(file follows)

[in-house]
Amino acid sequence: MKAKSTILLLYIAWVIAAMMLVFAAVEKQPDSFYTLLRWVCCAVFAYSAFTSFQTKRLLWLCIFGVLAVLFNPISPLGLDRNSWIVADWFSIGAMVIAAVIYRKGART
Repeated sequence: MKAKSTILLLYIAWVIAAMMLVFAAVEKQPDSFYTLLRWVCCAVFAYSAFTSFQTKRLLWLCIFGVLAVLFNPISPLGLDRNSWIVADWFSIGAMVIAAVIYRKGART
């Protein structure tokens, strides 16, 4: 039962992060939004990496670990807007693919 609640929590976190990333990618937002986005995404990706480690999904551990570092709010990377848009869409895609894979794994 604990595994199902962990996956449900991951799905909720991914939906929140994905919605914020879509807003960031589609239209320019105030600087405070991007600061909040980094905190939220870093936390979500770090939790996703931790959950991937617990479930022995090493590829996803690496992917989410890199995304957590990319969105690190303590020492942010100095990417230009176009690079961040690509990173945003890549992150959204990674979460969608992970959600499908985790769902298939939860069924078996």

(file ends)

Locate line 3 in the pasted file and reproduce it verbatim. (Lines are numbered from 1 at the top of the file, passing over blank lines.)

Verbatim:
Repeated sequence: MKAKSTILLLYIAWVIAAMMLVFAAVEKQPDSFYTLLRWVCCAVFAYSAFTSFQTKRLLWLCIFGVLAVLFNPISPLGLDRNSWIVADWFSIGAMVIAAVIYRKGART